How have some of the faculty taken to these new initiatives, which to a more conservative teacher may be considered new and innovative, yet unorthodox?
That’s a really good question…
The Lawrence faculty are at the heart of creating our innovative initiatives. Music for All was originally created by Flute professor, Erin Lesser and Piano Professor Michael Mizrahi, but now over a dozen professors contribute to the program.
Our partnership with our local prison arose out of the tireless efforts of our Piano Professor, Catherine Kautsky.
The Micro-Opera program grew from a collaboration between Opera Director, Copeland Woodruff, Dance Professor, Margaret Paek, and Improvisation Professor, Matt Turner.
On the other-hand it is important to realize that there are many aspects of a music education that aren’t constantly changing and pushing boundaries. Becoming a truly great musician requires rigorous practice, painstaking attention to musical detail, an expansive understanding of theory and musicology. This foundation is a critical part of preparing our students to be able to then push boundaries. We take the development of core musicianship very seriously, so we deeply value our faculty who may be more focused on that core aspect of a student’s music education.
At Lawrence, we are creating an environment where faculty can come together, knowing that growing their own musical potential is integral to the success of the school.
It’s not just about teaching trombone, or whatever you were “hired” to do…
Can you partner with a program outside of your own? Do you want to collaborate with the math department, computer science, or film-making?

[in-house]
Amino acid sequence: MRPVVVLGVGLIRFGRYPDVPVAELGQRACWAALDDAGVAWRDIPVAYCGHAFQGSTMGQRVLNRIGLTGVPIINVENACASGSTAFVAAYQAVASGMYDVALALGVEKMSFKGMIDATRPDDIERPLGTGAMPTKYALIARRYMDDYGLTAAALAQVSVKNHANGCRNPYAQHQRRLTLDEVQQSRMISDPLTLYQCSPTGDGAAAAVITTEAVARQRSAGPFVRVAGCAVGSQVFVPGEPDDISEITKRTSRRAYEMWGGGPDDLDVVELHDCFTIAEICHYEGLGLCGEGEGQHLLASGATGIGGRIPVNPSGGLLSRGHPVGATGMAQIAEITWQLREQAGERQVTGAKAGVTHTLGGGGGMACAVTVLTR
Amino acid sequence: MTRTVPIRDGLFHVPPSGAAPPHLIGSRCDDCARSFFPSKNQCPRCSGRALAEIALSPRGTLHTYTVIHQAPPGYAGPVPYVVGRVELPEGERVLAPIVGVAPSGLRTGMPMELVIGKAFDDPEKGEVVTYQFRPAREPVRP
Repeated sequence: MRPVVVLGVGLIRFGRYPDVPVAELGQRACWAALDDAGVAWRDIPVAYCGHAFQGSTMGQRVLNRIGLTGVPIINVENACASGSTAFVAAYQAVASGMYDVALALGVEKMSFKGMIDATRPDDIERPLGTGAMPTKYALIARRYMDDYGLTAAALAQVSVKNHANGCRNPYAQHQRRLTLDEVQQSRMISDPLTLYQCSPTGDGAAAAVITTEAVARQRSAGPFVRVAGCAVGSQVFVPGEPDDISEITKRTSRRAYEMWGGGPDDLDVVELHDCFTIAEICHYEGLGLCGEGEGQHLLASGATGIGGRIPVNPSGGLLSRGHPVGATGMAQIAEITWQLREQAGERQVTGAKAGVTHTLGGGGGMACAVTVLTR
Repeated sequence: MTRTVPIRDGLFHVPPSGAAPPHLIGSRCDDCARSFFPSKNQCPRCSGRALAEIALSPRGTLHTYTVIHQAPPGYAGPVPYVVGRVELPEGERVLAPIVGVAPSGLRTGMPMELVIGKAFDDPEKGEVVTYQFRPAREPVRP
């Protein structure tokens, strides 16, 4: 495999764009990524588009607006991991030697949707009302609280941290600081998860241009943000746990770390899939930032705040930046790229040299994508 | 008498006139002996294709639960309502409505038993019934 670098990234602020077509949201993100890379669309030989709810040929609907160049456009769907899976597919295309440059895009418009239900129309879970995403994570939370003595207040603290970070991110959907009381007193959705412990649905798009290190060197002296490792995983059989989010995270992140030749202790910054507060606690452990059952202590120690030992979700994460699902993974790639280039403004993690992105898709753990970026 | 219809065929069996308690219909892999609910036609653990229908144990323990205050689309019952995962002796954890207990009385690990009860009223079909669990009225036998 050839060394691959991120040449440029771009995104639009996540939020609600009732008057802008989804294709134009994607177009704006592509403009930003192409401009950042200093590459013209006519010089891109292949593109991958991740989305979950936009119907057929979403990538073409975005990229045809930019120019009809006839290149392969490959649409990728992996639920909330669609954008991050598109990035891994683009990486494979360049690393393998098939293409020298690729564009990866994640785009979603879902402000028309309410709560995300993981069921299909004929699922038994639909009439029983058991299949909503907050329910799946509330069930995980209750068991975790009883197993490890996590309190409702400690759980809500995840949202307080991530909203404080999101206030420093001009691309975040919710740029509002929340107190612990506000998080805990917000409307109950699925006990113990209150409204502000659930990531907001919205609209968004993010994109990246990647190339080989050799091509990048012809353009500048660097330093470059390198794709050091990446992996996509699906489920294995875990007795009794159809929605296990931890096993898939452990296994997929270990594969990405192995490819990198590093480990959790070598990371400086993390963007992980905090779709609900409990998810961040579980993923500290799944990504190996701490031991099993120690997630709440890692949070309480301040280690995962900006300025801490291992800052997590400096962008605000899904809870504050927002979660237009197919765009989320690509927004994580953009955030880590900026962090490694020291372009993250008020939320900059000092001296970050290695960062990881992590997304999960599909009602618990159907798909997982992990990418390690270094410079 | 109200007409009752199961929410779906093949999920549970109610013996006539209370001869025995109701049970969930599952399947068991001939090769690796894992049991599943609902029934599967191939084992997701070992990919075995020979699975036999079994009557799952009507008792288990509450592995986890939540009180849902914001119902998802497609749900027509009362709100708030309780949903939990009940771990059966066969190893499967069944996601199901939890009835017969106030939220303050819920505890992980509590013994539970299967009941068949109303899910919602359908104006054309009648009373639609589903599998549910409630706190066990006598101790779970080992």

We want to support and nurture the growth of each faculty member, because the faculty will then bring students into that beautiful learning process.
This is the most powerful kind of education.
What would you like to accomplish in the next 5-10 years for this program?
A lot of people have a doom-and-gloom attitude about the future of classical music, and music education, but I am infinity optimistic about the vast potential that exists in these areas.
We just need to shift the paradigm.
If students are coming to a conservatory thinking that playing in an orchestra is the only path for professional musicians, they should realize that while this is a great profession, there are other amazing musical careers as well.
In fact, for many musicians, it can be more rewarding to build one’s own unique path, or maybe redefine more traditional ones.
My dream for this conservatory is to continue to combine the highest level of musical training with the highest level of academic training so our students have as many career options as possible in our rapidly changing world. I want our graduates to be musical change agents, defining new musical paths and careers.
A key aspect of this paradigm shift at Lawrence is to provide opportunities for students to develop their creative potential as composers, improvisers, and collaborators.
If you are a string player at Lawrence, there are extraordinary studio lessons, a nationally recognized orchestra program, and rigorous chamber music instruction; but there are also opportunities for composition classes, improvisation classes, world music ensembles, and even an improvisation ensemble.
Helping all musicians achieve their musical goals through our unique melding of world-class music training, exceptional academic training, and a willingness to draw outside of the lines is the dream.
We are also strive to keep the joy and wonder in our music-making. We can be seriously playful and playfully serious at the same time.
We are committed to producing the creative, collaborative, intellectually engaged musicians that will define the future of music-making.